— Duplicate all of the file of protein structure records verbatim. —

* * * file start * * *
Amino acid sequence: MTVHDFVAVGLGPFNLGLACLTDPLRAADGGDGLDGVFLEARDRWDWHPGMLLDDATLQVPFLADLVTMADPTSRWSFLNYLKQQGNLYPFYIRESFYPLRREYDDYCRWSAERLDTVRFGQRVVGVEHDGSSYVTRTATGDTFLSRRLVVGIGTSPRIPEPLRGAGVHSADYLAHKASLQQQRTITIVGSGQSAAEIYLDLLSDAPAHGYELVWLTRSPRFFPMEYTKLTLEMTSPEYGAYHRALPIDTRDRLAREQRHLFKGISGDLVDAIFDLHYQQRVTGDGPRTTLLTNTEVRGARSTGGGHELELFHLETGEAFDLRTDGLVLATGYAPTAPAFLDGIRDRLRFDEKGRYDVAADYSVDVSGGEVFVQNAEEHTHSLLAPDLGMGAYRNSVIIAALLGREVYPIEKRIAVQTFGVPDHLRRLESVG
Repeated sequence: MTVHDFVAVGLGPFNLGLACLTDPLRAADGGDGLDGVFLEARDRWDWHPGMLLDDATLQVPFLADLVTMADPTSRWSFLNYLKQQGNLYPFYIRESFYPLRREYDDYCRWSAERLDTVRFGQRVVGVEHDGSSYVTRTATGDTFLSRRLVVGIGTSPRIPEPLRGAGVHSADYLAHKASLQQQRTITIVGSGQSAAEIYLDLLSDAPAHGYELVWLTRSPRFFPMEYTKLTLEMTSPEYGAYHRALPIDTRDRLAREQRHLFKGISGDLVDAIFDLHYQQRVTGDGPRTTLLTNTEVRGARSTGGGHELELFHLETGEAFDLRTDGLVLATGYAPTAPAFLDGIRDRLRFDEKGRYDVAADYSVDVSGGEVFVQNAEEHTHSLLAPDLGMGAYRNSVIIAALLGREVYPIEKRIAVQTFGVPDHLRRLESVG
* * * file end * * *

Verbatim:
Amino acid sequence: MTVHDFVAVGLGPFNLGLACLTDPLRAADGGDGLDGVFLEARDRWDWHPGMLLDDATLQVPFLADLVTMADPTSRWSFLNYLKQQGNLYPFYIRESFYPLRREYDDYCRWSAERLDTVRFGQRVVGVEHDGSSYVTRTATGDTFLSRRLVVGIGTSPRIPEPLRGAGVHSADYLAHKASLQQQRTITIVGSGQSAAEIYLDLLSDAPAHGYELVWLTRSPRFFPMEYTKLTLEMTSPEYGAYHRALPIDTRDRLAREQRHLFKGISGDLVDAIFDLHYQQRVTGDGPRTTLLTNTEVRGARSTGGGHELELFHLETGEAFDLRTDGLVLATGYAPTAPAFLDGIRDRLRFDEKGRYDVAADYSVDVSGGEVFVQNAEEHTHSLLAPDLGMGAYRNSVIIAALLGREVYPIEKRIAVQTFGVPDHLRRLESVG
Repeated sequence: MTVHDFVAVGLGPFNLGLACLTDPLRAADGGDGLDGVFLEARDRWDWHPGMLLDDATLQVPFLADLVTMADPTSRWSFLNYLKQQGNLYPFYIRESFYPLRREYDDYCRWSAERLDTVRFGQRVVGVEHDGSSYVTRTATGDTFLSRRLVVGIGTSPRIPEPLRGAGVHSADYLAHKASLQQQRTITIVGSGQSAAEIYLDLLSDAPAHGYELVWLTRSPRFFPMEYTKLTLEMTSPEYGAYHRALPIDTRDRLAREQRHLFKGISGDLVDAIFDLHYQQRVTGDGPRTTLLTNTEVRGARSTGGGHELELFHLETGEAFDLRTDGLVLATGYAPTAPAFLDGIRDRLRFDEKGRYDVAADYSVDVSGGEVFVQNAEEHTHSLLAPDLGMGAYRNSVIIAALLGREVYPIEKRIAVQTFGVPDHLRRLESVG